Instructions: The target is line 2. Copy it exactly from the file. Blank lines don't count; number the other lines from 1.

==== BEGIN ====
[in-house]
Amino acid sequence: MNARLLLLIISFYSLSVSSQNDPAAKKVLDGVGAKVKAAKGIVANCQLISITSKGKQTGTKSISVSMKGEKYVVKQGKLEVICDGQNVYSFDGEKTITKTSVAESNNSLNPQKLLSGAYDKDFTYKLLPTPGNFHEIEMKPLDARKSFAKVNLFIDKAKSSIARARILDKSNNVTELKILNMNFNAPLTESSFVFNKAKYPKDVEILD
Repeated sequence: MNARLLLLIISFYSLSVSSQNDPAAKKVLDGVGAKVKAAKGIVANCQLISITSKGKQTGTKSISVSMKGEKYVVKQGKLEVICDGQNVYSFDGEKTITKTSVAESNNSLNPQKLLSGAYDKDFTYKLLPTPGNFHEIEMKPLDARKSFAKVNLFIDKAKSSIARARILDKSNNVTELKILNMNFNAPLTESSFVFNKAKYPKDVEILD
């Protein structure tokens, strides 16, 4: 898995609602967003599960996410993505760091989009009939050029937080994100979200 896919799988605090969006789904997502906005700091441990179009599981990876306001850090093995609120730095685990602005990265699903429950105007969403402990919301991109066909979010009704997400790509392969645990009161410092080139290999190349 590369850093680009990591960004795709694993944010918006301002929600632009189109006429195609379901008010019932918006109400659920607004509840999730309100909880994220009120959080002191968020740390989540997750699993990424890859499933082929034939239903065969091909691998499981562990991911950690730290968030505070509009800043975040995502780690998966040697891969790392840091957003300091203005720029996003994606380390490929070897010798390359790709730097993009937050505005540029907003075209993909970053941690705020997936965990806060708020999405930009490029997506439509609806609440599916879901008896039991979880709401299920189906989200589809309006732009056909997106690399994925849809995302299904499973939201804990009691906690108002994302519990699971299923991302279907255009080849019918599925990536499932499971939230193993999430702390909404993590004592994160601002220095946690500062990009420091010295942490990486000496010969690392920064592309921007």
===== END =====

Amino acid sequence: MNARLLLLIISFYSLSVSSQNDPAAKKVLDGVGAKVKAAKGIVANCQLISITSKGKQTGTKSISVSMKGEKYVVKQGKLEVICDGQNVYSFDGEKTITKTSVAESNNSLNPQKLLSGAYDKDFTYKLLPTPGNFHEIEMKPLDARKSFAKVNLFIDKAKSSIARARILDKSNNVTELKILNMNFNAPLTESSFVFNKAKYPKDVEILD